A third argument often urged in support of the doctrine is that to permit suits between spouses would encourage fraudulent claims against insurers. Recognizing that the possibility of fraud exists in any lawsuit, we reject the contention as a valid justification for denying one spouse compensation for injuries negligently inflicted by the other. Support for our position is found in the responses of other states to the same argument.

In rejecting the common law immunity rule, the Supreme Court of California noted:

It would be a sad commentary on the law if we were to admit that the judicial processes are so ineffective that we must deny relief to a person otherwise entitled simply because in some future case a litigant may be guilty of fraud or collusion. Once that concept were accepted, then all causes of action should be abolished. Our legal system is not that ineffectual.

Klein v. Klein, 58 Cal. 2d 692, 26 Cal. Rptr. 102, 376 P.2d 70 (1962).

In a decision abolishing the common law interspousal tort immunity in Indiana, the Supreme Court of that state first noted that, "[t]he possibility of fraud and collusion exists in all litigation." Brooks v. Robinson, 284 N.E.2d 794, 797 (Ind. 1972). The court continued:

However, we are not convinced that the danger is so great when the plaintiff and defendant are also husband and wife that judicial relief should be summarily denied. Furthermore, it should not be overlooked that the testimony of both parties will be extremely vulnerable to impeachment at trial on the grounds of bias, interest and prejudice. The trial court's responsibility, indeed, its duty, to properly instruct the jury on the credibility of witnesses and the rules governing the weight of evidence will remain unchanged, and, as was stated in United States v. Freeman (2d Cir.1966), 357 F.2d 606, 620, "... it cannot be presumed that juries will check their common sense at the courtroom door."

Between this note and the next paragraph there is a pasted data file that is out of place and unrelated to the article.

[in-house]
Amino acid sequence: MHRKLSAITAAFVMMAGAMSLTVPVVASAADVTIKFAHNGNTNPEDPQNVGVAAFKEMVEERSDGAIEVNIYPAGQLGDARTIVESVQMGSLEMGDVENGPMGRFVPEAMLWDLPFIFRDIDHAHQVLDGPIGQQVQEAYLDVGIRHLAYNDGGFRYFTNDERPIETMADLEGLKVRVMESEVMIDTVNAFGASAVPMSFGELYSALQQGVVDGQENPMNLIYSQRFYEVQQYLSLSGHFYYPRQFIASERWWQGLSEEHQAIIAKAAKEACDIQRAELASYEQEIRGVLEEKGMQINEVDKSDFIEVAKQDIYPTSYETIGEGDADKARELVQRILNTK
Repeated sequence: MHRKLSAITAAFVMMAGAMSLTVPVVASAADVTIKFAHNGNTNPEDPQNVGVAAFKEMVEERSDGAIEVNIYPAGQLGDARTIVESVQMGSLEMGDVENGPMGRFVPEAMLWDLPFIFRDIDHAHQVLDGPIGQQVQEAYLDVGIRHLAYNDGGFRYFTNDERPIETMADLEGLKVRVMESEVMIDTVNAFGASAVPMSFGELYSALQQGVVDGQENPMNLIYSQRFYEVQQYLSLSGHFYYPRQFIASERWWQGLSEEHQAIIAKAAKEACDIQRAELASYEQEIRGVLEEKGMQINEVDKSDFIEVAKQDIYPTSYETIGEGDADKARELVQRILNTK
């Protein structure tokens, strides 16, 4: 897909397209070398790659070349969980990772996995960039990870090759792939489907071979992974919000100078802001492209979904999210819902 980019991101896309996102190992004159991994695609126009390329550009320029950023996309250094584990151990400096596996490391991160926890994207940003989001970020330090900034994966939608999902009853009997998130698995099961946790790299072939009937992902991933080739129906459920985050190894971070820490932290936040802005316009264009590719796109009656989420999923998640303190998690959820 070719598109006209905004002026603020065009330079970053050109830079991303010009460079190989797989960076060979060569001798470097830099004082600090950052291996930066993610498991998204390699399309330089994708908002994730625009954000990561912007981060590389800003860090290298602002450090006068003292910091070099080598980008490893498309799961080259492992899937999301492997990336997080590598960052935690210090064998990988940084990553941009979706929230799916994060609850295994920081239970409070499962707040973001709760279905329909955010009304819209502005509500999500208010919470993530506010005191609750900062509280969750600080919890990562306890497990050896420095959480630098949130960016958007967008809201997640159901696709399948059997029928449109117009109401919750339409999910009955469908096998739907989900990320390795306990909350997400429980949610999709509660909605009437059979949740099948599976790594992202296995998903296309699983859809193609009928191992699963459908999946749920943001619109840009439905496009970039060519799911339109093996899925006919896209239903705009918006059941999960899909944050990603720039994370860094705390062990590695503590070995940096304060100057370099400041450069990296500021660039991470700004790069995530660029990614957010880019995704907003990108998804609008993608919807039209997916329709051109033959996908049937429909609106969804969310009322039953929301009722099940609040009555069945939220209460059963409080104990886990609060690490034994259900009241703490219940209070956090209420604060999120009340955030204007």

Id., at 797.

The Washington Supreme Court rejected the same argument with this reasoning:

[T]he fact that there may be greater opportunity for fraud or collusion in one class of cases than another does not warrant courts of law in closing the door to all cases of that class... . Courts will not immunize tort feasors from liability in a whole class of cases because of the possibility of fraud, but will depend upon the legislature to deal with the problem as a question of public policy.

*359 Freehe v. Freehe, 500 P.2d at 775 (quoting Borst v. Borst, 41 Wash. 2d 642, 251 P.2d 149, 155 (1952)).